Officials select potential base for Royal Saudi Air Force F-15 training unit

  • Published
  • By Andre Kok
  • Secretary of the Air Force Public Affairs
Air Force officials announced today that Mountain Home Air Force Base, Idaho, is their preferred alternative to potentially host a Royal Saudi Air Force F-15SA maintenance and flying training unit in the U.S.

Secretary of the Air Force Michael Donley and Chief of Staff Gen. Norton Schwartz validated Mountain Home AFB as the most suitable location for the proposed contingent of 12 F-15SA aircraft after a request by Saudi officials to locate the potential mission at the base.

"Saudi Arabia is a valuable long-term U.S. partner in the (Persian) Gulf," said Heidi Grant, the deputy undersecretary of the Air Force for international affairs. "Facilitating the modernization of Royal Saudi Air Force aircraft, as well as providing enhanced aircrew and maintenance training, would build partner capacity and contribute to stability in the region. Our thorough analysis has led us to select Mountain Home AFB as the preferred alternative to potentially host our Saudi partners and to build both their capacity and interoperability with the U.S. Air Force."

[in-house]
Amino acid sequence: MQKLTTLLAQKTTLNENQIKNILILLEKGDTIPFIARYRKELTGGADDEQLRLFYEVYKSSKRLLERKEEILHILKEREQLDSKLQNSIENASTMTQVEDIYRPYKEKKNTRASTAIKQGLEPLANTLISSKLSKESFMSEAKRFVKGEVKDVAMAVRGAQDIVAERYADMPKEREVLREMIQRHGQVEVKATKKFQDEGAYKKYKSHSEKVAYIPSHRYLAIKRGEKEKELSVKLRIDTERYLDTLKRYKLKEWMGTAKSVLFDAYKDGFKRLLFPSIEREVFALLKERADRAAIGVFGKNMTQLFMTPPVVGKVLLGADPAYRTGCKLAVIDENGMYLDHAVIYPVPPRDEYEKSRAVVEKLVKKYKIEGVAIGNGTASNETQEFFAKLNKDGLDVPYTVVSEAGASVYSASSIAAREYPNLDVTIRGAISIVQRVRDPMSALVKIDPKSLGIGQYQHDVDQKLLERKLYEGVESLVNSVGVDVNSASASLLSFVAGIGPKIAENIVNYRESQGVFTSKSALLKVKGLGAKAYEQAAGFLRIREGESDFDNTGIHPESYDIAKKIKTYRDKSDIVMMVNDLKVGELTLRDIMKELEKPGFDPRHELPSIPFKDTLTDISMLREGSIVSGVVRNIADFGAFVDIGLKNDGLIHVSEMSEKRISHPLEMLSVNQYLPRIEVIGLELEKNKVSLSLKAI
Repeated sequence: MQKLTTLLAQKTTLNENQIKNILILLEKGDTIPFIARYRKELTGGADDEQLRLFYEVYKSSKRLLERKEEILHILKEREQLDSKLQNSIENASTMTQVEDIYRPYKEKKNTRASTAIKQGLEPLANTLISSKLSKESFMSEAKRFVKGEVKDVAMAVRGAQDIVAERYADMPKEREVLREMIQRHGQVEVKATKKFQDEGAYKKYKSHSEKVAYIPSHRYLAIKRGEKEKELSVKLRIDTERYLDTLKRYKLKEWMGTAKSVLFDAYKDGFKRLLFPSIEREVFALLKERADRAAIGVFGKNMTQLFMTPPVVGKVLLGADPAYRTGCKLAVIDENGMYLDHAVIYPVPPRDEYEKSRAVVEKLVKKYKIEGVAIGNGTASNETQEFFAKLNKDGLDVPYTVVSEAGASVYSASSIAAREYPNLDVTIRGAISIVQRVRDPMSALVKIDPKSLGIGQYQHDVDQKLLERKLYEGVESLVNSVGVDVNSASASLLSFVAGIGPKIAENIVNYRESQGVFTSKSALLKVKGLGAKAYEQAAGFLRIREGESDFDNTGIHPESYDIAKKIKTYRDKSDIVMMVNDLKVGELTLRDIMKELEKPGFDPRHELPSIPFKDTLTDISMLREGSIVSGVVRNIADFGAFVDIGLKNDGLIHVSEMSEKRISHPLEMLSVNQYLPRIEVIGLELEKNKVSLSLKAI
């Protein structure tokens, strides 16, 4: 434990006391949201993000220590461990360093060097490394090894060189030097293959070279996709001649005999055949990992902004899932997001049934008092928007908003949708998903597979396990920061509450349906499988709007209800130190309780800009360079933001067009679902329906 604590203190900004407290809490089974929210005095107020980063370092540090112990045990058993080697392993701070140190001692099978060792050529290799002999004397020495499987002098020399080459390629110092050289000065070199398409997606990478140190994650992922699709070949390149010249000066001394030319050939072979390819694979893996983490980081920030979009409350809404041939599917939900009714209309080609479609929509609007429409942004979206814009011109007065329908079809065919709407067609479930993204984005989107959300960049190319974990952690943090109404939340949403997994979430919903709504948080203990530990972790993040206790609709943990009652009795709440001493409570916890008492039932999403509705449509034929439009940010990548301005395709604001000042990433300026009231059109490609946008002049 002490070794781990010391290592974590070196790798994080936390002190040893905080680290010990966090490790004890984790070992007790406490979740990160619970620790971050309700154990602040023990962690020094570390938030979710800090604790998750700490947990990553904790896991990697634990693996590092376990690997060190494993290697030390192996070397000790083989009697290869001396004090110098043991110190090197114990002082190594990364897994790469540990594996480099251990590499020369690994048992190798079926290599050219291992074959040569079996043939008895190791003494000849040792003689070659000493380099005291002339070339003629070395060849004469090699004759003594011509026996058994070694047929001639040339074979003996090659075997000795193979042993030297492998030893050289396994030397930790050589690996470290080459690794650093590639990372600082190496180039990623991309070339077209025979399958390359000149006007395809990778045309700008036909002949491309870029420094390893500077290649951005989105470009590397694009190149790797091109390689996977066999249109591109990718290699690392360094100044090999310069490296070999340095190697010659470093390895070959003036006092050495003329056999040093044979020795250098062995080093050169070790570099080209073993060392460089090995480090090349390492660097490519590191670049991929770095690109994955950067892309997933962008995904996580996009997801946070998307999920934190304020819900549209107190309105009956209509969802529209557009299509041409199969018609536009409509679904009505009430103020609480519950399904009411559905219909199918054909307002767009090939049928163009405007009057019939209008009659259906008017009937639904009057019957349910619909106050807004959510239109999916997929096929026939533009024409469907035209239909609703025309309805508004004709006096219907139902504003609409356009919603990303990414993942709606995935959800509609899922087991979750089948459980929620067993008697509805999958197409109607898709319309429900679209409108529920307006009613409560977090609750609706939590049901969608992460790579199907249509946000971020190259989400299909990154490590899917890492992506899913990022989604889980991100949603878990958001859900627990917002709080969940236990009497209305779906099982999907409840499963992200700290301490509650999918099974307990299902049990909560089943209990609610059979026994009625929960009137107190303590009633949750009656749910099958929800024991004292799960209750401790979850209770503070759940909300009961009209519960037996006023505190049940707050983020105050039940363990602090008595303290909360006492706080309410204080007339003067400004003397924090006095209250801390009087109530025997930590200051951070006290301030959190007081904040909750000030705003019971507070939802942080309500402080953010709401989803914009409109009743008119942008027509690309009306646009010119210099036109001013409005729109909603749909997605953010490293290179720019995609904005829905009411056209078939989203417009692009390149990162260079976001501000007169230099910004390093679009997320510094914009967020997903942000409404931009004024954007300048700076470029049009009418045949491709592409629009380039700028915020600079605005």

Air Force officials determined that Mountain Home AFB is the preferred alternative for the RSAF training mission, primarily due to its co-location with F-15E units, its suitable weather and desert environment, and its availability of airspace and infrastructure to support an F-15SA training squadron. The initial commitment proposed by the RSAF is a five-year presence at the base from 2014 through 2019. A commitment beyond this five-year period is possible.

Potential basing is contingent upon an environmental impact analysis process as required by the National Environmental Policy Act, and officials are discussing this potential basing decision with the local community, including the Shoshone-Paiute Tribes.

The proposed training squadron would receive its first four aircraft in early to mid-2014, with the remaining eight aircraft delivered by the end of 2014. The aircraft would facilitate primary aircrew and flight instructor training as well as maintenance training.

The squadron would eventually grow to an estimated 150 to 250 RSAF personnel, including approximately 50 aircrew members and 100 to 200 maintenance professionals. The number of unaccompanied versus accompanied personnel and permanent party versus temporary students has yet to be determined.

Air Force professionals will conduct an initial site survey in December and initiate an environmental impact analysis process in early 2011, which will provide opportunities for public comment, in preparation for the possible basing arrangement.